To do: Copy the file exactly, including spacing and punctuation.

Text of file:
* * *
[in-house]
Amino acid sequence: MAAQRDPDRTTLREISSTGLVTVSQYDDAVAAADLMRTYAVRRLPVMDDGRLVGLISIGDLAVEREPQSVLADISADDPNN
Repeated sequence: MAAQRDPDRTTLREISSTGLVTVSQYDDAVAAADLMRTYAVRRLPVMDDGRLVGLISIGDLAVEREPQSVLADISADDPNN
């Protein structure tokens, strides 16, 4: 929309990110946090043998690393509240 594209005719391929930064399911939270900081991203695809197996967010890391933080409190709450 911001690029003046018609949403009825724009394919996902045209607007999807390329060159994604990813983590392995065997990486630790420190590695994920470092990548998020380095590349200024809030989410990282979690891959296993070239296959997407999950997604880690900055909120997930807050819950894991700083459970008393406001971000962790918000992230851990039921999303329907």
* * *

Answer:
[in-house]
Amino acid sequence: MAAQRDPDRTTLREISSTGLVTVSQYDDAVAAADLMRTYAVRRLPVMDDGRLVGLISIGDLAVEREPQSVLADISADDPNN
Repeated sequence: MAAQRDPDRTTLREISSTGLVTVSQYDDAVAAADLMRTYAVRRLPVMDDGRLVGLISIGDLAVEREPQSVLADISADDPNN
């Protein structure tokens, strides 16, 4: 929309990110946090043998690393509240 594209005719391929930064399911939270900081991203695809197996967010890391933080409190709450 911001690029003046018609949403009825724009394919996902045209607007999807390329060159994604990813983590392995065997990486630790420190590695994920470092990548998020380095590349200024809030989410990282979690891959296993070239296959997407999950997604880690900055909120997930807050819950894991700083459970008393406001971000962790918000992230851990039921999303329907």